Whatcom County issues emergency moratorium on pot businesses


Marijuana plant ready for trimming


In an unannounced move, the Whatcom County Council voted unanimously to block new applications for marijuana businesses.

The 60-day moratorium, approved Tuesday night, Feb. 11, would temporarily halt any applications to the county for building improvements or other permits such businesses would require, regardless of whether the state has approved the business' license to grow, process or sell marijuana. It applies only to the unincorporated county and includes medical marijuana operations; proposed marijuana businesses in cities are not affected.

The council will work within the 60 days to set stricter rules for siting marijuana businesses.

Council members decided to revisit the county marijuana regulations after the state attorney general last month issued an opinion saying local jurisdictions could impose stricter limits, or even opt out of Initiative 502, the 2012 ballot measure that legalized recreational marijuana.

The council also was motivated by concerns from the Clearbrook community near Sumas. An application from an outfit called Delta#Nine indicates the business would grow and process marijuana within 500 feet of where 15 children live and play.

Sheriff Bill Elfo has said his agency cannot effectively patrol the remote area where Delta#Nine would operate. There are several applications filed with the state Liquor Control Board for marijuana businesses in the Acme area, which is also difficult to patrol effectively, county officials said.

The emergency moratorium, introduced by Executive Jack Louws at Tuesday's meeting, mentioned the crime threat.

"Marijuana related operations are vulnerable to robbery and crimes of violence, as evidenced by the actual robberies and violence that have occurred at state legal marijuana medical sites within Whatcom County and elsewhere," the ordinance said.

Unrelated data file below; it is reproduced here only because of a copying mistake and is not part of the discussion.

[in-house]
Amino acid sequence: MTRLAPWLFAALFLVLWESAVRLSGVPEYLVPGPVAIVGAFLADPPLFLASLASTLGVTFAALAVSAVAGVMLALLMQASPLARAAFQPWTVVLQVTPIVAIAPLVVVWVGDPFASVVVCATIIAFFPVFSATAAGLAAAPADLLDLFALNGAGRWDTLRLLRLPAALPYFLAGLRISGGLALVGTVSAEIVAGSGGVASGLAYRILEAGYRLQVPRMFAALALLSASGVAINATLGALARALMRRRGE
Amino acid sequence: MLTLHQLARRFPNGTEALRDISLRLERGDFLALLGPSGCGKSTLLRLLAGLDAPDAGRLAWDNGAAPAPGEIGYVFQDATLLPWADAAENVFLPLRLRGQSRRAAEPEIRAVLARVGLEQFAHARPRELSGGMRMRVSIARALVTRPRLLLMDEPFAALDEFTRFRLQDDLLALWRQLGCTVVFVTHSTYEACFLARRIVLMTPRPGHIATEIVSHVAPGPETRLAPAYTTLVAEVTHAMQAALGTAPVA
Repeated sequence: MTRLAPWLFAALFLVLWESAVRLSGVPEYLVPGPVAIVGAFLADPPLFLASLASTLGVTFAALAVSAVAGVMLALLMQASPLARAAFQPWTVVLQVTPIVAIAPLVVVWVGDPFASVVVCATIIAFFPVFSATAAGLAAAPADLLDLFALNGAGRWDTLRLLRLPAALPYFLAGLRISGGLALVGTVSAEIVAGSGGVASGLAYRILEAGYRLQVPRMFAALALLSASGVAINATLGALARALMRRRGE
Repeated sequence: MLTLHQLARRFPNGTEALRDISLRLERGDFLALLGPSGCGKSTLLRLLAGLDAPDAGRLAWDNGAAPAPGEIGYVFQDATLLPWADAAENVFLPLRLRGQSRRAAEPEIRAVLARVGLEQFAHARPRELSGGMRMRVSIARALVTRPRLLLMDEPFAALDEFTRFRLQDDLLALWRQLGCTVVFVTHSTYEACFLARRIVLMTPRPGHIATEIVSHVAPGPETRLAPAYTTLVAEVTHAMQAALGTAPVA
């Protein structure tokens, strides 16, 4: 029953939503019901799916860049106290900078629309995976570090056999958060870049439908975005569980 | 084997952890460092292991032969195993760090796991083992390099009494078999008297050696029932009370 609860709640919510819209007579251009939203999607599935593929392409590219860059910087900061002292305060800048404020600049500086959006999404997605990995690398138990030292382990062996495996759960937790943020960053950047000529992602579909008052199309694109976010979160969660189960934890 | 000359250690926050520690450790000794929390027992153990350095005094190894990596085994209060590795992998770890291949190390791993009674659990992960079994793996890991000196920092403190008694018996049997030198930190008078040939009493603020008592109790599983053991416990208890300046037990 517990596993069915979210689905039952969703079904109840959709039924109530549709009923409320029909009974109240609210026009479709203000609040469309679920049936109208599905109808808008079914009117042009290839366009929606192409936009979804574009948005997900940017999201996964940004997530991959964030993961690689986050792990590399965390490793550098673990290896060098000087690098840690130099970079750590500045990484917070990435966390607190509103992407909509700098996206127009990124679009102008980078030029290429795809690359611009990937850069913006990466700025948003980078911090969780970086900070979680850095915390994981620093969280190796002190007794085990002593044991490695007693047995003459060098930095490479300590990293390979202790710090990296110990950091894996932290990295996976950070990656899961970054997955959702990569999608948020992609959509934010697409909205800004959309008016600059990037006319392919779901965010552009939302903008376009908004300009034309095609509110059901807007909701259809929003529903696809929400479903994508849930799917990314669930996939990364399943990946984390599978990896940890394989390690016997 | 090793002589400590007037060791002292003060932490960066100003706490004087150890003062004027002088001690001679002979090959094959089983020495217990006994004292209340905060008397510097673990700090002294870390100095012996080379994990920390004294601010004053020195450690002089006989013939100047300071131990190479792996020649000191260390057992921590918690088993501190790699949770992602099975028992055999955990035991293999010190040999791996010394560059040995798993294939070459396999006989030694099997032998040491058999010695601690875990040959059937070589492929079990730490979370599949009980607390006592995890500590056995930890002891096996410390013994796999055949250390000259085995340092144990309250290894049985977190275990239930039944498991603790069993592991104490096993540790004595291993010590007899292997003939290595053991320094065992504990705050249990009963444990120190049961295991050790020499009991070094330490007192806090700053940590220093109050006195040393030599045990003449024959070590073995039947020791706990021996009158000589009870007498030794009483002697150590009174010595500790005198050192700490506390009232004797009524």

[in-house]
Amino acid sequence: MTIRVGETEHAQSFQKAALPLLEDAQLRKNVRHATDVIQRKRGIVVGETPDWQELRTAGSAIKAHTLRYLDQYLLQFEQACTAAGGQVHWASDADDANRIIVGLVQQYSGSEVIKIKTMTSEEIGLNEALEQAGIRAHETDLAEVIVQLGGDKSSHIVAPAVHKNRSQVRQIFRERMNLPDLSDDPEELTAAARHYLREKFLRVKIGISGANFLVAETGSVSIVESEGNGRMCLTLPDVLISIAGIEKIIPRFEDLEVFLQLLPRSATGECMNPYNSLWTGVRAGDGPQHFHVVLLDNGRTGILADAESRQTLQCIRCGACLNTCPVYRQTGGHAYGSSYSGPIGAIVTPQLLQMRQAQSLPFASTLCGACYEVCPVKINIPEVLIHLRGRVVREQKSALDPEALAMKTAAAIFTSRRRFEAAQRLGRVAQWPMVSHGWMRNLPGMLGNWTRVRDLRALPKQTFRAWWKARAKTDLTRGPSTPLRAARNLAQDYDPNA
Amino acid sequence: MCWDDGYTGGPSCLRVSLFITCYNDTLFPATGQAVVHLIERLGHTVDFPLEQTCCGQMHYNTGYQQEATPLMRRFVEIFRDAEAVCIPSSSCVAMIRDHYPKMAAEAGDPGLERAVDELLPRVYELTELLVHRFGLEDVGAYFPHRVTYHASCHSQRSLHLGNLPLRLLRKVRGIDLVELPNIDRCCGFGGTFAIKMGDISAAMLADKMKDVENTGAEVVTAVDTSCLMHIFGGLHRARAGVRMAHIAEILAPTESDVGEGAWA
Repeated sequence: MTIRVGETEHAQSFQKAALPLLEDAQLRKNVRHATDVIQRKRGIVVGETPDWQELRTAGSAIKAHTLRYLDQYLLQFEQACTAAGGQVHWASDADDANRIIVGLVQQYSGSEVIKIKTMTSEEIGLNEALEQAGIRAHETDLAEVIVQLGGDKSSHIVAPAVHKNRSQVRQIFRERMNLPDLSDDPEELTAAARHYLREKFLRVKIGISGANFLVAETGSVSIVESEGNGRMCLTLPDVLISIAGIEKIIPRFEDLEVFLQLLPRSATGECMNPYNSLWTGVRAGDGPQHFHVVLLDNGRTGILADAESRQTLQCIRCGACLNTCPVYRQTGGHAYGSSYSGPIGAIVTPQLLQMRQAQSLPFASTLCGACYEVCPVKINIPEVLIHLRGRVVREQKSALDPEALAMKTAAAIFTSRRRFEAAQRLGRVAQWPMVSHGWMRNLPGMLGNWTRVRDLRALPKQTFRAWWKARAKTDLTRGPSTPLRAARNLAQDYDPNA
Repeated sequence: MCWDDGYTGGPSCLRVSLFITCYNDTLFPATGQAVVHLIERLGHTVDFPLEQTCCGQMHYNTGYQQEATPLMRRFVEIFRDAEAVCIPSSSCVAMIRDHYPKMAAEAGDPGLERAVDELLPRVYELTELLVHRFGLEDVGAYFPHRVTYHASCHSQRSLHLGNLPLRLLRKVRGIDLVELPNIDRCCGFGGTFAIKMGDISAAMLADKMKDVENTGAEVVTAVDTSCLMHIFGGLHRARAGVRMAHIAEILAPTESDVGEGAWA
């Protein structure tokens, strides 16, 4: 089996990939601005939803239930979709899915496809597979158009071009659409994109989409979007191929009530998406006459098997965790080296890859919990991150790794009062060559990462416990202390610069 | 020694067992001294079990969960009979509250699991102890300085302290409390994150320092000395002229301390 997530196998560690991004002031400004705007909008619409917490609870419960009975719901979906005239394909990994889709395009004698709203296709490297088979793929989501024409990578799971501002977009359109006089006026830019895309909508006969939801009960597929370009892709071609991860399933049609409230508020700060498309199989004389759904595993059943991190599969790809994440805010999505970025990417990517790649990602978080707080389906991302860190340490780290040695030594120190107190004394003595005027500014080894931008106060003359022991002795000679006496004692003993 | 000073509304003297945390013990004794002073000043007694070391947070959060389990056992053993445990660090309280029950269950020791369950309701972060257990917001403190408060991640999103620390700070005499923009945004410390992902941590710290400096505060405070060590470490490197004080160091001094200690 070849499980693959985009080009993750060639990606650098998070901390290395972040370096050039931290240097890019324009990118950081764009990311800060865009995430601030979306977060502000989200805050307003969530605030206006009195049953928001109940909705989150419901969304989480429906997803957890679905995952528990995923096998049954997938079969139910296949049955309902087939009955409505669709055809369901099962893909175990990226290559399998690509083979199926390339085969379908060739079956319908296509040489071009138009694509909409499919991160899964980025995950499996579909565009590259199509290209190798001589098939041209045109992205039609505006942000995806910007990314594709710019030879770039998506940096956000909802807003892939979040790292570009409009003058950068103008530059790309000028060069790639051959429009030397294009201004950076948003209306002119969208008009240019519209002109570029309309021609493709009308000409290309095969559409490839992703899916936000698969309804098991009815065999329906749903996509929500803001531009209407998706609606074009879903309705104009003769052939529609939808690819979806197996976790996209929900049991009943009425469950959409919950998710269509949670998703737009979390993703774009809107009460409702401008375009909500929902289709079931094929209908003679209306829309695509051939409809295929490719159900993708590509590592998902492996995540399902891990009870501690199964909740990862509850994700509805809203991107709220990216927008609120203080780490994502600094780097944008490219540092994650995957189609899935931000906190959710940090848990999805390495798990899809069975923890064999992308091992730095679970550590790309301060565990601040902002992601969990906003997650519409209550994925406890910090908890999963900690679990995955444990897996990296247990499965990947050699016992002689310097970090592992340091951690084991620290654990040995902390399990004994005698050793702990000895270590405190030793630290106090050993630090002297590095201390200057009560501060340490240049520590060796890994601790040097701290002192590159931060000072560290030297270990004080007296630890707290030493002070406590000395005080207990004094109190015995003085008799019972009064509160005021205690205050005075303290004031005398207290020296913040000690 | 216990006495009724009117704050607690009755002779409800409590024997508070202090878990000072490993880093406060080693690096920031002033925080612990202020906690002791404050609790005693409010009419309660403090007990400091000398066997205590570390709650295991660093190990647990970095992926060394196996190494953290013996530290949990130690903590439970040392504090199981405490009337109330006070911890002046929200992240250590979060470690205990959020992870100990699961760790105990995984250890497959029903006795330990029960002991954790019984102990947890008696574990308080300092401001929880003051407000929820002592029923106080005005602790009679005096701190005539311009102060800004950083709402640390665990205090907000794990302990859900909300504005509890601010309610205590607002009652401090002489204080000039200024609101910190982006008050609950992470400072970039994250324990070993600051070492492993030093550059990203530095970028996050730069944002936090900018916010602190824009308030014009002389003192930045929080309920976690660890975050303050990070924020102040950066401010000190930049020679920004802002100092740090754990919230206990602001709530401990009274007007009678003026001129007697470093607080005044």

Council member Pete Kremen spoke in support of the moratorium.

"I think it protects the county not just from potential criminal activity, but it also protects the county in a way that keeps us on solid footing legally when we either approve or not approve certain applications," Kremen said.

Three tenant-improvement applications for marijuana businesses have already been submitted to the county, planning manager Tyler Schroeder said, and they would be processed under the current rules. Those businesses have not yet received a license to operate from the state. But any other applications would be blocked for now.

The council never set rules specific to incoming marijuana businesses, upon advice from the county prosecutor to treat the growing or processing of marijuana as an agricultural use.

Reach Ralph Schwartz at 360-715-2289 or ralph.schwartz@bellinghamherald.com. Read his Politics blog at blogs.bellinghamherald.com/politics or follow him on Twitter at @bhamheraldpolitics.

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